I Call Bull$#!+ When…
Like I said, the car chase that follows immediately after is so blatantly shot around NYC gridlock that it kills the momentum.

Now You See Me – Fight Scene by ign

17. Elysium
The Data Heist
Going in: We were all so certain about Neil Blokamp’s sophomore futuristic effort, Elysium. Unfortunately, the mid-movie “data heist” is the only time where the movie comes alive. Delivering on its promise of being hard-boiled science fiction.
I Call Bullshit When…
Sharlto Copley gets his face blown off and comes back minutes later thanks to some magical medical machine. Yes, the screenwriters behind Elysium go out of their way to explain early and often that “Med-Bays” can heal anyone from anything, but…an exploded head?! Seriously?

16. White House Down
Limo Chase
While White House Down is obviously a Die Hard rip-off, the fact that this much-maligned PG-13 actioner out-maneuvered both A Good Day to Die Hard and Olympus Has Fallen says as much about director Roland Emmerich’s firm understanding of genre as it does about Hollywood’s blockbuster problem.
I Call Bull$#!+ When…
The lawn sequence is great, but it is marred by some awkward special effects work.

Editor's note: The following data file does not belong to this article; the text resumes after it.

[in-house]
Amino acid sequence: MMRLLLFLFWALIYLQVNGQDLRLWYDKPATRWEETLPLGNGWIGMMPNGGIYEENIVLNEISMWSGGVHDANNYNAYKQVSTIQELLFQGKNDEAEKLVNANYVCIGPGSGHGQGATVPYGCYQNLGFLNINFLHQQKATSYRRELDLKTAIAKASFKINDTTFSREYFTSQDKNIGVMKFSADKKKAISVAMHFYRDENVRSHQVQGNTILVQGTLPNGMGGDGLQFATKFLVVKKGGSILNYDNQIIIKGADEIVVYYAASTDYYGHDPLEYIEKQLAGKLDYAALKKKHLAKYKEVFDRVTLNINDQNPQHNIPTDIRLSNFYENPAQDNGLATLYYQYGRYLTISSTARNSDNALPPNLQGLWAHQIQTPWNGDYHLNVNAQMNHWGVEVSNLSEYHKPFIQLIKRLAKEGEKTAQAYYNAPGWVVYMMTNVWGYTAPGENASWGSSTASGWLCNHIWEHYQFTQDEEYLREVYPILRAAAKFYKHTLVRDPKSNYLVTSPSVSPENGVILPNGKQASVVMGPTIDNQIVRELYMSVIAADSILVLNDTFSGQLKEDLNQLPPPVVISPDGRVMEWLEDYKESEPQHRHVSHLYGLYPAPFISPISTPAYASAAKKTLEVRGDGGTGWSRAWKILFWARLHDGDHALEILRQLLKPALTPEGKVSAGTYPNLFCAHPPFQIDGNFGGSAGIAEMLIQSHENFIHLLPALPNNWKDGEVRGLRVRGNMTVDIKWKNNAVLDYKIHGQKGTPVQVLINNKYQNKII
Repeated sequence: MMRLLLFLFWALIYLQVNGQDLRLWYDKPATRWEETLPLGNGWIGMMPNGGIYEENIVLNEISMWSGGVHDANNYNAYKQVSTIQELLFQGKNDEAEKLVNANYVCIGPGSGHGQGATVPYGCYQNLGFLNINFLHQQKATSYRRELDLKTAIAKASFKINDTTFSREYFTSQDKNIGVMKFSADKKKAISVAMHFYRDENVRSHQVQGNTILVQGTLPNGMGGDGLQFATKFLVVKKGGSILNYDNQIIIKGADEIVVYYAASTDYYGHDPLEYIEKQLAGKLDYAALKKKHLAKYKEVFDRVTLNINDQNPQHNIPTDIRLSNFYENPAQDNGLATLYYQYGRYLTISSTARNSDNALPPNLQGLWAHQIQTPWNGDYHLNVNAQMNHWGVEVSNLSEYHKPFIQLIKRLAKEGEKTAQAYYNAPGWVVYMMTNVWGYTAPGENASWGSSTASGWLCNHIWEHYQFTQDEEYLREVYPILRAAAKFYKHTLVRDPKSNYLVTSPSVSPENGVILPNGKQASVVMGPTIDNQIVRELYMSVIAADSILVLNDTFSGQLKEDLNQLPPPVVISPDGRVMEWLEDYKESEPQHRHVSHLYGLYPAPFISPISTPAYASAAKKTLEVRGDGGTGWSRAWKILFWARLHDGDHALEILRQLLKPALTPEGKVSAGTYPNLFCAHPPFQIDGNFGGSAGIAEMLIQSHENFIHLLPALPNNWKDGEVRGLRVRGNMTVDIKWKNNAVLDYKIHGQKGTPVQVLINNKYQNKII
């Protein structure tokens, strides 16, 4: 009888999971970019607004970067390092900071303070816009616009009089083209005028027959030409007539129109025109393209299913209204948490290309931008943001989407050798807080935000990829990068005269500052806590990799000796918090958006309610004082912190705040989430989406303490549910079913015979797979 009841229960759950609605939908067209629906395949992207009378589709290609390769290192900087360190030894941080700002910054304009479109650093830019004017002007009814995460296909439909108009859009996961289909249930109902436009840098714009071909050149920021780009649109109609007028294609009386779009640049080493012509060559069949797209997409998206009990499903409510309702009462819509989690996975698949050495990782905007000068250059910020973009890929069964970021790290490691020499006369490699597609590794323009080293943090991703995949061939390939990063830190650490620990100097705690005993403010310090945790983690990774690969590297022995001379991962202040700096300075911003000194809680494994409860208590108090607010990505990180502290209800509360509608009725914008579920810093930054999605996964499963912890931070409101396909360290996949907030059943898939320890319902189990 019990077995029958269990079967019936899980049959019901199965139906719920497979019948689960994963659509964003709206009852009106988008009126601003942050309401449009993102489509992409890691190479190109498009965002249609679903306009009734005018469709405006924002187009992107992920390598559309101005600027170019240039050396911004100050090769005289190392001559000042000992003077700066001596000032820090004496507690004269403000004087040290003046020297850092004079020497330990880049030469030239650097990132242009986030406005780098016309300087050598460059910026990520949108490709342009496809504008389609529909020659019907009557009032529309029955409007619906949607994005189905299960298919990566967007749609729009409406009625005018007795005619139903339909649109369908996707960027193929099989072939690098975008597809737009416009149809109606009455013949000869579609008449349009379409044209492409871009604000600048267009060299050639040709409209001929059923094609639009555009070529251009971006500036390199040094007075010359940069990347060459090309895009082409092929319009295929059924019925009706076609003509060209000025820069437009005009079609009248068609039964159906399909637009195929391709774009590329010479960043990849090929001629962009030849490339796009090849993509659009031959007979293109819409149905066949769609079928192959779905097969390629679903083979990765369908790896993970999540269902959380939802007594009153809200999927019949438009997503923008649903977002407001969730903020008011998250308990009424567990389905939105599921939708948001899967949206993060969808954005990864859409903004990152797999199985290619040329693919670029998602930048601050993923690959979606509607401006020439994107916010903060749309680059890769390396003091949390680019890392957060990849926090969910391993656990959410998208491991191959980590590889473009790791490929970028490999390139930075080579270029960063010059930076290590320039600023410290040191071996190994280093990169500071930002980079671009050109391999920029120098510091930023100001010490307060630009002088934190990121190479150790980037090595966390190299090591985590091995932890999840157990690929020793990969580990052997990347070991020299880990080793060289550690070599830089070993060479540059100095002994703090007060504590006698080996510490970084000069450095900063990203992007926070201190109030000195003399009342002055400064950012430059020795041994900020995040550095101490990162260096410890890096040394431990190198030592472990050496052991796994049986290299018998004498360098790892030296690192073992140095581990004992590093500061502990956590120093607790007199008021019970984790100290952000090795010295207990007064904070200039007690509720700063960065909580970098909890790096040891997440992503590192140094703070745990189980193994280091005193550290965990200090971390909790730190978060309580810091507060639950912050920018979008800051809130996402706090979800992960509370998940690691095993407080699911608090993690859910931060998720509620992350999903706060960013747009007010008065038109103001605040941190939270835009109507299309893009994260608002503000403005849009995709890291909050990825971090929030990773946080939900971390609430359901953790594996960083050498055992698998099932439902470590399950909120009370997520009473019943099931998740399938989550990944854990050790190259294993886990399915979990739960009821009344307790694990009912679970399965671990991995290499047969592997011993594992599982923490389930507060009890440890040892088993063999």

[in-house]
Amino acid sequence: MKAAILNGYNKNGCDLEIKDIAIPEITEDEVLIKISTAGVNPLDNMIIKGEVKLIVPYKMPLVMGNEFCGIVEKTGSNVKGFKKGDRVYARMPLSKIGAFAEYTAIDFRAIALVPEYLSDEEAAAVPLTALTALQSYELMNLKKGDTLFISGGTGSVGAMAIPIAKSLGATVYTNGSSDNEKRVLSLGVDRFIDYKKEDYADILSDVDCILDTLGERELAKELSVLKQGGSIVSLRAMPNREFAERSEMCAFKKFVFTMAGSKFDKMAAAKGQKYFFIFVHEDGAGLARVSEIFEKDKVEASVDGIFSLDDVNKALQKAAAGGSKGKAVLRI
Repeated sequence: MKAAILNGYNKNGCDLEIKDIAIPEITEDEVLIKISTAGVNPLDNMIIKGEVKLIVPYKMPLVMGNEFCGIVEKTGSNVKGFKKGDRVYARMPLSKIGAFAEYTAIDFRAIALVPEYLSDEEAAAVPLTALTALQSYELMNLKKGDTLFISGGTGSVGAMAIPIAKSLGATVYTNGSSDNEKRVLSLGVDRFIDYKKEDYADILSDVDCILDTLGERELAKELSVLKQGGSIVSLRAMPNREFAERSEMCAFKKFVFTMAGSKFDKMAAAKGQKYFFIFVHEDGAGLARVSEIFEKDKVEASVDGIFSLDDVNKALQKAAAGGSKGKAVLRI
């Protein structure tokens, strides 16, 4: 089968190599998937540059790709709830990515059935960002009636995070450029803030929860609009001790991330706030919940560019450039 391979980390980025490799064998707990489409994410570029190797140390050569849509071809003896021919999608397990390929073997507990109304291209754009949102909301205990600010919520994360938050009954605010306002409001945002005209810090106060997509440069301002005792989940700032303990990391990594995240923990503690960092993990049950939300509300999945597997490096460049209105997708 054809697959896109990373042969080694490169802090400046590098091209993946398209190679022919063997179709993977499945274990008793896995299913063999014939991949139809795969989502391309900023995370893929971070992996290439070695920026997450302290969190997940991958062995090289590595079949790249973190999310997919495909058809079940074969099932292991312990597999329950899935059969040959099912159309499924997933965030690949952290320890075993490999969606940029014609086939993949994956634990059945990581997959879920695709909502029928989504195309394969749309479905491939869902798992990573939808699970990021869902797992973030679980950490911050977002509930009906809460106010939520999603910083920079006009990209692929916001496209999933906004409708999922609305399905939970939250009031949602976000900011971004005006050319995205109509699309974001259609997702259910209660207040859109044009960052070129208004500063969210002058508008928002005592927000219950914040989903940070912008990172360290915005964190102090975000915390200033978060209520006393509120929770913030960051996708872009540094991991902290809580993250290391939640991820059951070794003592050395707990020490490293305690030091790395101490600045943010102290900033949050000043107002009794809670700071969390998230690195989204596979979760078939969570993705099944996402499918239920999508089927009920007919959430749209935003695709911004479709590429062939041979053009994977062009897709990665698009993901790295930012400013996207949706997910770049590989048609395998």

15. Man of Steel
Smallville, Kansas
In the theater, for a few flickering moments, I thought Man of Steel was going to redeem itself. Up until the massive Kryptonian brawl in Kansas, MoS had proven to be a so-so Superman film. I figured that a good superhero showdown would shake things up a bit. Turn this incarnation of Superman towards it’s inevitable JLA follow-up with little fuss from me. The Smallville battle through 7/11, Sears, and IHOP ramped up quickly. I hadn’t noticed the body count just yet, but I was naive about Man of Steel up ’til that point.
I Call Bull$#!+ When…
It doesn’t end. After Zod and his evil Kryptonians touch down to Earth, they don’t stop fighting or tossing each other around until the finale. Even for this action junkie it becomes a bit exhaustive. As if I were forced to watch director Zack Snyder play Injustice: Gods Among Us for 2 hours.

14. Thor: The Dark World
Convergence Fight
For a large chunk of Thor: The Dark World “the convergence” seems like another in a long line of super villain world domination plots. But the pay off comes during the climax when Thor (Chris Hemsworth) and Malekith (Chris Eccleston) have a portal-jumping showdown that sends them throughout the nine realms.
I Call Bull$#!+ When…
Despite two films and numerous trailers teasing it, Sif and Jane Foster don’t have any real sort of confrontation. They exchange a few awkward glances and then they are on to the next thing.

13. Fast & Furious 6
Race to Interpol
When the “Furious 6” initially zero in on corrupt Special Forces soldier Owen Shaw, things go sour fast. Ludacris and Tyrese Gibson get owned by a “hockey puck” that compromises car engines, Gal Gadot and Sung Kang end up in a shootout, and Vin Diesel eats a bullet from, amnesiac, Michelle Rodriguez. This round clearly goes to the bad guys.
I Call Bull$#!+ When…
The rock jumps from his jeep and onto an F1 racing on the street below. Wha?!

12. Oblivion
Bubble ship vs. Drone